Mark Reynolds of the Baltimore Orioles fouls off a pitch against the New York Yankees at Oriole Park at Camden Yards in Baltimore, Maryland. (Photo by Rob Carr/Getty Images)
What happens when a veteran hitter who was once very good gets off to a bad start? How long can his team stick with him?
Last week, Grant Brisbee wrote this feature here at Baseball Nation about four young hitters off to good starts and how they're all "totally better now and everything." Of course, there was some humor intended.
But that got me to thinking -- what about the converse? What about veteran hitters off to bad starts? Will any of them recover to their career norms?
This piece is going to be more serious than Grant's. But then, that's just me. (Also, small-sample-size warning, though we're getting to the point where the sample sizes aren't all that small any more.)
You could call this sort of thing "Adam Dunn syndrome". When Dunn got off to a horrific start in 2011, many said, "He'll come out of it." He never did last year, having one of the worst offensive seasons in baseball history. The possible good news for hitters like the ones I'm about to tell you about is that Dunn is off to a pretty good start in 2012, now hitting .246/.348/.509 with 13 RBI in 66 plate appearances (after a similar number of PA in 2011, Dunn was hitting .145/.288/.291).
Here are four hitters, three of them former, off to terrible starts. Will any of them recover?
Part of the reason I thought about doing this was Byrd's horrific start -- 3-for-43, all singles. Byrd's decline from being a decent everyday player didn't just start on Opening Day 2012, though; he was hit in the face by the Red Sox' Alfredo Aceves on May 21, 2011 at Fenway Park. He was hitting .308/.346/.419 at the time; after hitting well for a month after his return from the beaning, he declined precipitously.
Overall, since that return he's hitting just .230/.275/.338. And now, he's returning to the scene of the beaning to become a teammate of Aceves and Team Turmoil in Boston. He's expected to start in center field temporarily until Jacoby Ellsbury returns, but that could still be several weeks away.
Byrd is 34 and in the last year of a three-year deal signed with the Cubs before the 2010 season. He's probably not 3-for-43 bad, but the chances of him returning to the .759 OPS level he had in his career before 2011 are pretty small.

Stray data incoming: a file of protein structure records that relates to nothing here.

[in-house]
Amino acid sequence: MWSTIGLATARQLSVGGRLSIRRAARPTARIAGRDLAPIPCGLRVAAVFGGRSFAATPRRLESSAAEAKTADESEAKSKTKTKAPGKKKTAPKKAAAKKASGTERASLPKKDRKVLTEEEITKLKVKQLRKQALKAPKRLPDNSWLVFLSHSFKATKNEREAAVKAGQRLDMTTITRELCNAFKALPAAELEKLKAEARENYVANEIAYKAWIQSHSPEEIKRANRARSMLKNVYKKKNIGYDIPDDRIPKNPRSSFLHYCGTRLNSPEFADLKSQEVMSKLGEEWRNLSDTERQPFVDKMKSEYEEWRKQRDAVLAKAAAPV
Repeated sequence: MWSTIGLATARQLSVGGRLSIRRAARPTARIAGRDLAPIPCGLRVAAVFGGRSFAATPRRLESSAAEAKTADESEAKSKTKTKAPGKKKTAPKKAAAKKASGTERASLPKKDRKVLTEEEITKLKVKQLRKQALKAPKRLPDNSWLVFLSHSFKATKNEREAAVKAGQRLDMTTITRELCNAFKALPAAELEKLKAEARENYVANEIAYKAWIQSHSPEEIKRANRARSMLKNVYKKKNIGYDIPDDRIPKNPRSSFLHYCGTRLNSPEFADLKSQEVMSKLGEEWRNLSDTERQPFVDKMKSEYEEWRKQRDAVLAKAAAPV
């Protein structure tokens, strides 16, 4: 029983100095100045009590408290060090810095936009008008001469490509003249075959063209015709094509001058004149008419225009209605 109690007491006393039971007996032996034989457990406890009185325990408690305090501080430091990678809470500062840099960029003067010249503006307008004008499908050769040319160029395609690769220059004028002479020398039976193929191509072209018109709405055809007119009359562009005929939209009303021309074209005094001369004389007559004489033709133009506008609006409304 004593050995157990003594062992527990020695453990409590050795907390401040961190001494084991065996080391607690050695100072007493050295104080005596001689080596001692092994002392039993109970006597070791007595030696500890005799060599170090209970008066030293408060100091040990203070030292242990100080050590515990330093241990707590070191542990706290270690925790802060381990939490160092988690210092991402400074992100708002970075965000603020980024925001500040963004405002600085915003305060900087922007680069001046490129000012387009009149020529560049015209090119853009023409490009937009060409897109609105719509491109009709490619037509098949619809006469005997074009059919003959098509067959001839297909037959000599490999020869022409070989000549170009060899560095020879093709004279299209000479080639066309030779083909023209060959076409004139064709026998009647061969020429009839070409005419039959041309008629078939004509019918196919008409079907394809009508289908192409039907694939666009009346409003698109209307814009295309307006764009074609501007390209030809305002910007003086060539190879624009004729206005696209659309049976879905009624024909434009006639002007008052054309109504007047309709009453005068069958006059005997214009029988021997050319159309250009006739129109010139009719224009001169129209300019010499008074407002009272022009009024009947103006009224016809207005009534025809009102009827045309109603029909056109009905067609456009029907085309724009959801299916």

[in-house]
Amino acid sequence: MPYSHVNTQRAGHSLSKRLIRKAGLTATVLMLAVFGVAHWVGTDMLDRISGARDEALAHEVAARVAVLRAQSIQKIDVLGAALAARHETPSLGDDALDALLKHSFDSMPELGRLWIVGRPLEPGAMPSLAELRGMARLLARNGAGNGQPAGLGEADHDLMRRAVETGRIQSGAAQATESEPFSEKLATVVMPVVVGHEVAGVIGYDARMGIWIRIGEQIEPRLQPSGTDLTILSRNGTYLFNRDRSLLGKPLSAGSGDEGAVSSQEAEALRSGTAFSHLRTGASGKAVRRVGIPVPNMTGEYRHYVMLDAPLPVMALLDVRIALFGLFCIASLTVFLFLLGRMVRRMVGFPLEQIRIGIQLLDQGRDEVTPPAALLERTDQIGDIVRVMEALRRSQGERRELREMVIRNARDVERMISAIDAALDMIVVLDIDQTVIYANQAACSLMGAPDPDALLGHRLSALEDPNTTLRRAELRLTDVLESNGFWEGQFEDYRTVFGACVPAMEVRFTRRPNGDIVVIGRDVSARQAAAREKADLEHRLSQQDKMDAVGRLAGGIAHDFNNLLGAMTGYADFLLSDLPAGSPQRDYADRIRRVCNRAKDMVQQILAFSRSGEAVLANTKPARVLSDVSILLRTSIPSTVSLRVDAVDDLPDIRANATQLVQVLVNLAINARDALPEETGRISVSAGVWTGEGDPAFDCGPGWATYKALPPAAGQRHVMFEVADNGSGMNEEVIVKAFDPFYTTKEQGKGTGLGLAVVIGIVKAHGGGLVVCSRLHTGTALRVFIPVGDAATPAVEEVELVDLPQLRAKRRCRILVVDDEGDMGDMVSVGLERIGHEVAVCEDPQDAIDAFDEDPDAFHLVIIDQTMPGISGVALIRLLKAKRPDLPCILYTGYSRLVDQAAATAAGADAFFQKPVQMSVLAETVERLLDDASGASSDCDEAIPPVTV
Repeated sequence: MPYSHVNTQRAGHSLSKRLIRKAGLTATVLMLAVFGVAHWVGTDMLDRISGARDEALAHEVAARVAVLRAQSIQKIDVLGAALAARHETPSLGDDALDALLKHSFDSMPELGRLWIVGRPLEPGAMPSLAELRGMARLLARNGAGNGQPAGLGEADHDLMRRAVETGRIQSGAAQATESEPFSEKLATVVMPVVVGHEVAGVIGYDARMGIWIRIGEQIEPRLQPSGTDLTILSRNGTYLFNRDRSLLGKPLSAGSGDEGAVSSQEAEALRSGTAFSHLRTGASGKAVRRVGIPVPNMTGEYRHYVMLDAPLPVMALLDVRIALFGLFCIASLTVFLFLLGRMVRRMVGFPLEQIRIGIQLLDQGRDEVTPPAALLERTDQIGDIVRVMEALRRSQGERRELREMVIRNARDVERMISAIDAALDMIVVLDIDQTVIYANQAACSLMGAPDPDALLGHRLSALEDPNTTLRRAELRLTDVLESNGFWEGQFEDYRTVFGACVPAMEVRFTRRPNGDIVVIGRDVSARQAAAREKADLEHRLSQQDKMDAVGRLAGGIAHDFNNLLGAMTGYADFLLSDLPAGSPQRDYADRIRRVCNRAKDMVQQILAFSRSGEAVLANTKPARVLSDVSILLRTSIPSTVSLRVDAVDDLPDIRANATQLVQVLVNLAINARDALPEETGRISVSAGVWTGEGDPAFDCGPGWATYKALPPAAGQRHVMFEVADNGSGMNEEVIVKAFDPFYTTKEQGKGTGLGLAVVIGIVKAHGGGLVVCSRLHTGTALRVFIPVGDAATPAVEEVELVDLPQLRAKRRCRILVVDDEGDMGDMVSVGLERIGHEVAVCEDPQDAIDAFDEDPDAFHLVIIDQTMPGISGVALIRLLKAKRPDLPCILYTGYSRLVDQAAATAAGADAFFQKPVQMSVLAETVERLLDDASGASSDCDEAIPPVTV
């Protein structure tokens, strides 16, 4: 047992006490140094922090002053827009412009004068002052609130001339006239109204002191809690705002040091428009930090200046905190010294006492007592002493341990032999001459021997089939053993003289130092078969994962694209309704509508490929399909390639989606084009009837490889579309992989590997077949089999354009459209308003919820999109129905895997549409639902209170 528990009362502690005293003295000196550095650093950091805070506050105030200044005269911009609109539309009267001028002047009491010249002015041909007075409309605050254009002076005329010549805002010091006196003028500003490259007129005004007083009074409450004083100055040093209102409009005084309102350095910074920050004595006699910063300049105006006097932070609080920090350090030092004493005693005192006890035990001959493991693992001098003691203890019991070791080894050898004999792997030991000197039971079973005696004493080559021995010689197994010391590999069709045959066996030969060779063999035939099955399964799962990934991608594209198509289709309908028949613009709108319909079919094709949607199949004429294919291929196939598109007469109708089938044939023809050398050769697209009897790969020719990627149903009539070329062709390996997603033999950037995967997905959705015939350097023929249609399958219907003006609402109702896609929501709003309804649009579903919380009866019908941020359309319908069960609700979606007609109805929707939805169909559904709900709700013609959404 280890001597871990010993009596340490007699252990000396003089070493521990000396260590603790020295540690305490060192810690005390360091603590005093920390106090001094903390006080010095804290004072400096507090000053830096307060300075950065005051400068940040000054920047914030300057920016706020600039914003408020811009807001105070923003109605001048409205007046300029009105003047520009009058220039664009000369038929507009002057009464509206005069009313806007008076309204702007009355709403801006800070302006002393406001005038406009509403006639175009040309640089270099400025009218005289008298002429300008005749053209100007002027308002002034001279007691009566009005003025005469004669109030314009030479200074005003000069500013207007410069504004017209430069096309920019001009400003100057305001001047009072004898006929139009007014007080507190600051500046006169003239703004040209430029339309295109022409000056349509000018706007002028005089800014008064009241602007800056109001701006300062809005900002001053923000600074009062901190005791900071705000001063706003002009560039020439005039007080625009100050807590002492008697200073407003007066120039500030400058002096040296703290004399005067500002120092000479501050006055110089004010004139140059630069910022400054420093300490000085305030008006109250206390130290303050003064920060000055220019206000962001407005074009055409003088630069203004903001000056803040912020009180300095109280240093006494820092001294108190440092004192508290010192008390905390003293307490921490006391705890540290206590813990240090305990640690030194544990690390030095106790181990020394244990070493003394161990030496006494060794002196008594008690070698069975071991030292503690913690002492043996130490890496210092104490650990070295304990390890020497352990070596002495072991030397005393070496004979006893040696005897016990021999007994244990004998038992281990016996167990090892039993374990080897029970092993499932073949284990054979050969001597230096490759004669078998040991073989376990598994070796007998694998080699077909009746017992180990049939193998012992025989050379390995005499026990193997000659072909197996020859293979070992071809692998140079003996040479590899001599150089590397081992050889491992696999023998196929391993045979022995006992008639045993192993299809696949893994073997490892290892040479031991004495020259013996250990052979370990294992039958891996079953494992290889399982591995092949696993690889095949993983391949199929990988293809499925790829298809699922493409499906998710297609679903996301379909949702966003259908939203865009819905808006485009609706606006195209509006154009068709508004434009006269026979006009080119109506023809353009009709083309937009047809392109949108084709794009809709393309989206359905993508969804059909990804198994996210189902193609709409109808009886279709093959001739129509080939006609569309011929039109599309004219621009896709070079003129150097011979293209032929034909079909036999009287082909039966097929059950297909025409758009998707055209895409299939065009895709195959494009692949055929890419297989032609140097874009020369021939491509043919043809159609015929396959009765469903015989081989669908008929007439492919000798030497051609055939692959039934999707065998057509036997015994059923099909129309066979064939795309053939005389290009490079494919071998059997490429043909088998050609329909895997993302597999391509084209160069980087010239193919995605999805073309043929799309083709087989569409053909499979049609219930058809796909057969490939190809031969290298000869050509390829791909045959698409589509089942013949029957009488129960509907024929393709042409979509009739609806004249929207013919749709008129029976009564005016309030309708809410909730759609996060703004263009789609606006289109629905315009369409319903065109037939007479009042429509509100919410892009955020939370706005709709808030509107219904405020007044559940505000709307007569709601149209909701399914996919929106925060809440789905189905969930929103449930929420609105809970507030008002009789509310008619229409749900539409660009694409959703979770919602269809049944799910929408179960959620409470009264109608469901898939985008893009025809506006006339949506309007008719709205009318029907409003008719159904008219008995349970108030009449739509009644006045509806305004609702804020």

So far ... not so good. Ramirez is hitting .158/.222/.263 with just one home run in his first 63 plate appearances.
This is nothing unusual for Ramirez. He hit at about that level (.168/.232/.285) for two entire months in 2010, before going on the disabled list with wrist issues. He came back and hit .287/.333/.556 for over 300 PA the rest of that year. 2006, same thing: first 71 PA, .180/.296/.344. His 2006 wound up as one of his best overall years, with a .912 OPS and career highs in home runs and RBI.
The difference now for Ramirez is that he can no longer blame cold Chicago weather for his poor April, since he has an indoor stadium as his home park; also, he's almost 34. He could still recover and have a decent season, but it won't be as easy as it once was.
The Reds third baseman is hitting .170/.228/.226. He spent much of 2011 injured, playing in only 65 games, and didn't hit much then, either: .242/.279/.397. He just turned 37 and his last really good season was in 2006 with the Cardinals, although he hit reasonably well (and finished 14th in MVP voting) for Cincinnati in 2010, when the Reds won the NL Central.
Dusty Baker, a manager known to be partial to veteran players, keeps trotting Rolen out there every day. Maybe Dusty still thinks it's 2006, or 2002, but though Rolen has had a fine career, it appears to be nearing its end. The Reds have a perfectly good replacement sitting on their bench in Todd Frazier; eventually, they're going to have to acknowledge reality and sit Rolen, who is in the last year of a two-year contract. It could very well be Rolen's final major league season.
It's arguable whether the Orioles third baseman was ever really that good a player, considering he has struck out in 38.4 percent of all his major league at-bats. Still, he's hit 158 career home runs, had three seasons of 30 or more homers, and posted an above-average 119 OPS+ in 2011.
This year, so far, he's been awful: .125/.250/.208 in 56 plate appearances with no home runs. He's struck out 22 times in 48 at-bats, an even higher percentage than usual. Reynolds is making $7.5 million this season, and as you can imagine, the Orioles would love to deal him. They're probably going to have to wait for a Byrd-type situation, where a team suffers a third-base injury and are desperate for a replacement.
Four players, all of whom were once very-good-to-excellent. At least three of them could be reaching the end of the line; it's perhaps time for their teams to consider other options.